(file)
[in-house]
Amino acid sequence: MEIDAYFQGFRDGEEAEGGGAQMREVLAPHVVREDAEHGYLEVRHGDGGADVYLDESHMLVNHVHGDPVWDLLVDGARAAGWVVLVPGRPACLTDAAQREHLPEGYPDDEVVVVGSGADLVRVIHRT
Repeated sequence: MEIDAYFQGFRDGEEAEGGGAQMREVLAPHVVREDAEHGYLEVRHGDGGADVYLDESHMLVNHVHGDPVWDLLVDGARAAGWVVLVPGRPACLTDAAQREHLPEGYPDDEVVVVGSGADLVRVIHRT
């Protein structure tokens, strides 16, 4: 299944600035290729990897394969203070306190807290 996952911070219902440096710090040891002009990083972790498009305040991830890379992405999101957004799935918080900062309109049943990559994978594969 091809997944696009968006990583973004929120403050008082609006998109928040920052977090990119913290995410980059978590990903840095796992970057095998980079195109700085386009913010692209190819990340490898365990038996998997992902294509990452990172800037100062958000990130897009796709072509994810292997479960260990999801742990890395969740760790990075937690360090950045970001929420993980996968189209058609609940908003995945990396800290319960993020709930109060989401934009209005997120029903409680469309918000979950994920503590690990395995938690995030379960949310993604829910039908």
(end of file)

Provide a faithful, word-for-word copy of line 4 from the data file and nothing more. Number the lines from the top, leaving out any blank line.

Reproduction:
């Protein structure tokens, strides 16, 4: 299944600035290729990897394969203070306190807290 996952911070219902440096710090040891002009990083972790498009305040991830890379992405999101957004799935918080900062309109049943990559994978594969 091809997944696009968006990583973004929120403050008082609006998109928040920052977090990119913290995410980059978590990903840095796992970057095998980079195109700085386009913010692209190819990340490898365990038996998997992902294509990452990172800037100062958000990130897009796709072509994810292997479960260990999801742990890395969740760790990075937690360090950045970001929420993980996968189209058609609940908003995945990396800290319960993020709930109060989401934009209005997120029903409680469309918000979950994920503590690990395995938690995030379960949310993604829910039908």